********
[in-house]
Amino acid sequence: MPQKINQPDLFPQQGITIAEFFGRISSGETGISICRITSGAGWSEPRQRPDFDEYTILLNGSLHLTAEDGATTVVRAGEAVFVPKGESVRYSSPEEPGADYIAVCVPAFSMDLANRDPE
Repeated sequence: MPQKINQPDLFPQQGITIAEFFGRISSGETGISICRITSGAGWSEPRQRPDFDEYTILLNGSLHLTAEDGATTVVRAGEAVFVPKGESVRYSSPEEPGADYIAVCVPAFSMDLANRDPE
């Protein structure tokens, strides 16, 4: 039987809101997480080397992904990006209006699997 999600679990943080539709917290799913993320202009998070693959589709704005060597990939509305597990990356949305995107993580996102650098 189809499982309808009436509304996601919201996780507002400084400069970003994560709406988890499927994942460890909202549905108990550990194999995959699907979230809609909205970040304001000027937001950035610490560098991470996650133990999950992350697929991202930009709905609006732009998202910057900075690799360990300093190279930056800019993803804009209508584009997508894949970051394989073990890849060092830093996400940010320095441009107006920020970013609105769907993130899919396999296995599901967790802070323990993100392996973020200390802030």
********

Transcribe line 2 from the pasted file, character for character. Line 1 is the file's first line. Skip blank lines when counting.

Amino acid sequence: MPQKINQPDLFPQQGITIAEFFGRISSGETGISICRITSGAGWSEPRQRPDFDEYTILLNGSLHLTAEDGATTVVRAGEAVFVPKGESVRYSSPEEPGADYIAVCVPAFSMDLANRDPE